Perhaps it is this reason that means the decades that followed saw far more growth in the arena of action role-playing games than statistics-based ones.
Blowing the Mind of the Player
‘Can you imagine what it would be like to be a wizard, fighting a dragon? The great beast comes out of the rubble of a castle, which it has just lain waste, and it flies over your head, filling your view as the sky darkens.’
That was the sort of thing those pioneer role-playing gamers discussed over tabletops in their beige rooms.
Well, to all those gamers of the late 1970s, I offer you Skyrim.
Or Demon’s Souls.
Or Dragon Age: Origins.
As these games were released, thirty years later, the wistful visions of first-edition AD&D players were reaching reality. They were awestruck; rarely did they put the games down and think to themselves ‘this would be better if there was a little less controller-based action and a lot more turn-based statistics’.
Game series like The Elder Scrolls (of which Skyrim was part five) didn’t just impress players, they blew them away. It was the fulfilment of a three-decade-long dream, and it just kept getting better.
But I’m No Good…
Action RPGs aren’t for everyone; it’s not unreasonable to want to play the sort of game where you have time to sit back and think, and still have an in-depth storyline and stat-based main character progression. Those are very much RPGs as well.
There are players who might be amazing at tactics-based thinking but are simply rubbish at using a mouse and keyboard at speed. There are only so many times you can see the words ‘You Died!’ appear on the screen in red before you realise you’re not getting any better at this and it’s time to stop.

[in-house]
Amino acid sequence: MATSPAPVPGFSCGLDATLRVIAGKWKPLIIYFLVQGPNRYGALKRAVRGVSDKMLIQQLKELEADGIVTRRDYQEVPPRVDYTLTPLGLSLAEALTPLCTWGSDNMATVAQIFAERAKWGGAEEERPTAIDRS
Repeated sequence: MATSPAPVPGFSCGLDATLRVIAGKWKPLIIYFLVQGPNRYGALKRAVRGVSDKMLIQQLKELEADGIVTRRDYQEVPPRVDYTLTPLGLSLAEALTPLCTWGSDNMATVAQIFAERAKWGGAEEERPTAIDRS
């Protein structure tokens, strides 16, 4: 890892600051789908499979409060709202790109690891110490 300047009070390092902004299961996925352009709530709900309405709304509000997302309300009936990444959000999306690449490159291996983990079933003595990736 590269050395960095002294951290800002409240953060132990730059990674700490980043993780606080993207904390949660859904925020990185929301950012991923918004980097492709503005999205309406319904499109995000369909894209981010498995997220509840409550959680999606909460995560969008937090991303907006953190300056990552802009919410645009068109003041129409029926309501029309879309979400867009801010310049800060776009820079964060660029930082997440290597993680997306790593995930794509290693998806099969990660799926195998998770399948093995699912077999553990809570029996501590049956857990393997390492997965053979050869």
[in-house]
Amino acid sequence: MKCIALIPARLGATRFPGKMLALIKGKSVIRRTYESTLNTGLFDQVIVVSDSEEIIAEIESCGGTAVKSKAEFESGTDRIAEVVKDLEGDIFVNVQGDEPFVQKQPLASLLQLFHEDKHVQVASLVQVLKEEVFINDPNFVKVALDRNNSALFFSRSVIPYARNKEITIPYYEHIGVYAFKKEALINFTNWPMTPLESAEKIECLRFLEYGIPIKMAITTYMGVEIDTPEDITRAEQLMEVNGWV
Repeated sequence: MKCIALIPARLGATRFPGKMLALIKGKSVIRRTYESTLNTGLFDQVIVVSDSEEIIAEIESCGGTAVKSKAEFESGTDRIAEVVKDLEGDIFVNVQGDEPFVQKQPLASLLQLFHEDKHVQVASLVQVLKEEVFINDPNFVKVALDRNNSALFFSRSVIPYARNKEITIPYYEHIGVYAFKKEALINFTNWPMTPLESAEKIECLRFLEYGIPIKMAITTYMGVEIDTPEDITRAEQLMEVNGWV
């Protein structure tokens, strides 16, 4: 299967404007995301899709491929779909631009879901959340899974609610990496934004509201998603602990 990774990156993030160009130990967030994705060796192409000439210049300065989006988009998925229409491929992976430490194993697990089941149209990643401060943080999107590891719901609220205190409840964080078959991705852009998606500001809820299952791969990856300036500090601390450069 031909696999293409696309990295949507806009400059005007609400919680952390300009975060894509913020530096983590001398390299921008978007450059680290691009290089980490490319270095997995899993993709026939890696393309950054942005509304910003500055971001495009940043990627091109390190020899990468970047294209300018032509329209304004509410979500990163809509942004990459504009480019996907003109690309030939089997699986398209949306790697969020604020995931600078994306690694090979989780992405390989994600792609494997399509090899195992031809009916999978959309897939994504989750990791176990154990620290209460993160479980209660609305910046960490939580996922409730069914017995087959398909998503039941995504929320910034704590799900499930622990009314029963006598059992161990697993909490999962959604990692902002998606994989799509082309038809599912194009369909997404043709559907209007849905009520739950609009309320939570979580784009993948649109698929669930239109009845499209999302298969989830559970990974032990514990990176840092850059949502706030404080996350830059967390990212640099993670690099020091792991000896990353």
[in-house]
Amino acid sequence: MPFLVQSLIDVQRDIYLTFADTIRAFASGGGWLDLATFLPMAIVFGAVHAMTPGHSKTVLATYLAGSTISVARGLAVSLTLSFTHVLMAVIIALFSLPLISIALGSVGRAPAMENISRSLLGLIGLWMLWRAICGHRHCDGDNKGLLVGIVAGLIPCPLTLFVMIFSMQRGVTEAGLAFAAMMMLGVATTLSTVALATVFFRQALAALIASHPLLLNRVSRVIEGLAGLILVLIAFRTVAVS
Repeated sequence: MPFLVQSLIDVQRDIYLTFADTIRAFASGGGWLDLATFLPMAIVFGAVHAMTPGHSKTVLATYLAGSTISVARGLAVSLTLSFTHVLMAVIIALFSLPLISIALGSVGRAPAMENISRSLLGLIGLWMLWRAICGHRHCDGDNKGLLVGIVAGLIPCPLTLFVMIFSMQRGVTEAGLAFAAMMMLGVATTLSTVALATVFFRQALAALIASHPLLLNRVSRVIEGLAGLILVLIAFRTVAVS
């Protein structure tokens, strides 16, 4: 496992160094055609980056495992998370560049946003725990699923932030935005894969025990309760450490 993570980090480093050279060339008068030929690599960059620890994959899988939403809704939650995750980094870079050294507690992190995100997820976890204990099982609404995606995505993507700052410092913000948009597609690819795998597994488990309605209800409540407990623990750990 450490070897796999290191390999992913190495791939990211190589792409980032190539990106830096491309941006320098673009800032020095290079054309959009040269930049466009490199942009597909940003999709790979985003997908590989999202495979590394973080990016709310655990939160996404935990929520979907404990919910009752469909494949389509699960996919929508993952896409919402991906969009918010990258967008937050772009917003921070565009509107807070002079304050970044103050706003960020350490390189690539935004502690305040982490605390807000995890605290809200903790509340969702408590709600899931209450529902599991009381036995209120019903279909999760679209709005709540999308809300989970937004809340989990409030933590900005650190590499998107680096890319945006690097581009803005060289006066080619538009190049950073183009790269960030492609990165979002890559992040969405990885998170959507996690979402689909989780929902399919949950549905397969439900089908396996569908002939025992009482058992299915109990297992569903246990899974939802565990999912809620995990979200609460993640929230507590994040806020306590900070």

That said, one of the major advantages that action-RPG titles have against a more basic action game is that you can grind some experience points, and put all that stat-based stuff to good use. If you can’t get past a certain part because the monsters are simply too hard, then you can grind yourself a level or two and come back significantly stronger, or you can switch equipment and try it that way.
The impressive diversity of options that the role-playing side of the action-RPG offers means that you can practice and grow in skill, both in the real world and as your player character. It’s a great balancer that rewards dedication and patience.
Truly, the best of both worlds.
For many, RPGs mean a fantasy setting. If it doesn’t have wizards and dragons in it, it’s just not right. However, there are many backdrops for a good story and not all role-playing games default to swords and sorcery. We’ll see you next time when we dive into the many different worlds of role-playing games.